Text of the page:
Abraham Nomura, MD; Grant N. Stemmermann, MD; Po-Huang Chyou, PhD; Guillermo I. Perez-Perez, DSc; Martin J. Blaser, MD
To determine whether a preexisting Helicobacter pylori infection increases the risk for developing duodenal or gastric ulcer.
A nested case–control study based on a cohort of 5443 Japanese-American men who had a physical examination and a phlebotomy from 1967 to 1970.
All 10 general hospitals on the Hawaiian island of Oahu.
150 patients with gastric ulcer and 65 patients with duodenal ulcer identified in the cohort of study participants after a hospital surveillance period of more than 20 years.
Stored serum specimens from patients and from matched controls were tested for the presence of serum IgG antibody to H. pylori using enzyme-linked immunosorbent assay.
93% of the 150 patients with gastric ulcer and 78% of the matched controls had a positive antibody level for H. pylori–specific IgG, yielding an odds ratio of 3.2 (95% CI, 1.6 to 6.5). For duodenal ulcer, 92% of the 65 patients and 78% of the matched controls had a positive test result, yielding an odds ratio of 4.0 (CI, 1.1 to 14.2). As the level of antibody to H. pylori increased, a statistically significant increase was noted in the risk for gastric and duodenal ulcer. The association with H. pylori infection was statistically significant for both types of ulcer, even when the diagnosis was made 10 or more years after the serum sample had been obtained.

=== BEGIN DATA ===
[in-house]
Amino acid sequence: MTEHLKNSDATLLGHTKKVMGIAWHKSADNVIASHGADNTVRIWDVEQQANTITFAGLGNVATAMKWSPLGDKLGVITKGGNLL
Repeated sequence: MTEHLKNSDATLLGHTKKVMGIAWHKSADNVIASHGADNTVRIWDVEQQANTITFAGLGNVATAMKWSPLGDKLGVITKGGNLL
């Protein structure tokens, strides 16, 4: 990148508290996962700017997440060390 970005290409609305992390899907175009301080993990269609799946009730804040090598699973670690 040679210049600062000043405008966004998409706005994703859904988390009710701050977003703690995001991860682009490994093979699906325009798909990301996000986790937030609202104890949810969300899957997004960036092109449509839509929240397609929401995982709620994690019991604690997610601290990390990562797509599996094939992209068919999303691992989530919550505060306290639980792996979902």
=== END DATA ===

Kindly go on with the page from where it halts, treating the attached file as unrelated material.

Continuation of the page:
Preexisting H. pylori infection increases the risk for subsequent development of either duodenal or gastric ulcer disease.
Learn more about subscription options.
Register Now for a free account.
Nomura A, Stemmermann GN, Chyou P, Perez-Perez GI, Blaser MJ. Helicobacter pylori Infection and the Risk for Duodenal and Gastric Ulceration. Ann Intern Med. 1994;120:977–981. doi: 10.7326/0003-4819-120-12-199406150-00001
Download citation file:
Published: Ann Intern Med. 1994;120(12):977-981.
Gastroenterology/Hepatology, H. Pylori, Infectious Disease, Peptic Disease, Peptic Ulcer.
Results provided by:
Copyright © 2017 American College of Physicians. All Rights Reserved.
Print ISSN: 0003-4819 | Online ISSN: 1539-3704
Conditions of Use
This PDF is available to Subscribers Only